Pilotless planes? Yeah right. Well, considering trials of completely pilotless cargo planes are already in the works, it’s not that much of a stretch really. And heck, drones and UAVs have been around for decades.
The point here is that in everyday life the world is increasingly automated. Automation and robotic systems are the norm. Well maybe not completely ‘the norm’ just yet, but they will be soon.
Lawyers are in the firing line. An article in the Australian Financial Review yesterday highlighted how automated systems are already in use for document discovery and due diligence. How long before IBM’s Watson is arguing a murder case?
So glad modern kids keep us employed
Let me put it simply. Robotics and automation are entering the world of white collar jobs. That means your job could be seriously under threat.
Think about it. Could a robot do your job cheaper, faster and with less fuss? If the answer is yes or ‘I’m not sure’, then you’re in trouble. You might not have a job at all in three years’ time. If it’s a resounding ‘no’ then you might be OK — at least until robotics become more advanced.
This impending threat of robotics and automation will mean a lot of jobs will cease to exist. However let’s not forget there will be jobs created that, right now, you’ve never heard of.
For example, on Facebook this week I saw the following post from a social media company.
Click to enlarge
Most people condescendingly proclaimed how kids these days are so different. But perhaps we’re forgetting that there wouldn’t be such a thing as a ‘social media company’ if it wasn’t for technology.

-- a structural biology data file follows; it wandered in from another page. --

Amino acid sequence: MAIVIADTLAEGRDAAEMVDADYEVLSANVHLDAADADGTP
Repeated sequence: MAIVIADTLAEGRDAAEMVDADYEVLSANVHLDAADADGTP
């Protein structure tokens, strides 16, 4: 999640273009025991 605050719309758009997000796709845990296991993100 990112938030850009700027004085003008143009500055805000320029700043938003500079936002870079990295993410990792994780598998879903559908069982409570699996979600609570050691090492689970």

That smartphone generation is the only reason a post like that above exists. So perhaps the post (and poster) should consider, ‘So glad I grew up the way I did. And also glad modern kids are connected and keeping me in a job.’
Consider some of the jobs that only exist thanks to things like Facebook, Google and smartphones. Do you know someone in digital marketing? Perhaps a social media executive? Heck you might even know someone that’s a deep learning engineer. With technological change comes new jobs, new opportunities, and new industry.
The same thing is going to happen with an increasingly automated world. Here’s the catch though. You’ve got to be prepared and ready to embrace the change. Don’t just think in 10 years’ time everything will be the same.
You might not have the job you have now. It might not exist. But you might be working as a Robotic-Client Liaison Manager or a Deep Learning Quality Control Assessor. Who knows?
What you need to know is that change is coming. It’s impacting everything from how we work and where we work to how we make and spend our money.
I guess you can take this as a bit of a warning. Soon you might no longer have a job, thanks to robotics and automation. What can you do about it? Well there are a few things you can do. There are a few ways you can change behaviours now, from work to investment, that can set you up for this coming future.
If you’re prepared and ready for what’s coming, you will put yourself in a position to benefit, profit and stay relevant in the years to come.
I’ll explain more in the coming weeks about ways to protect, prepare and set yourself up for our robotic and automated future. So make sure you keep an eye on your inbox to find out more.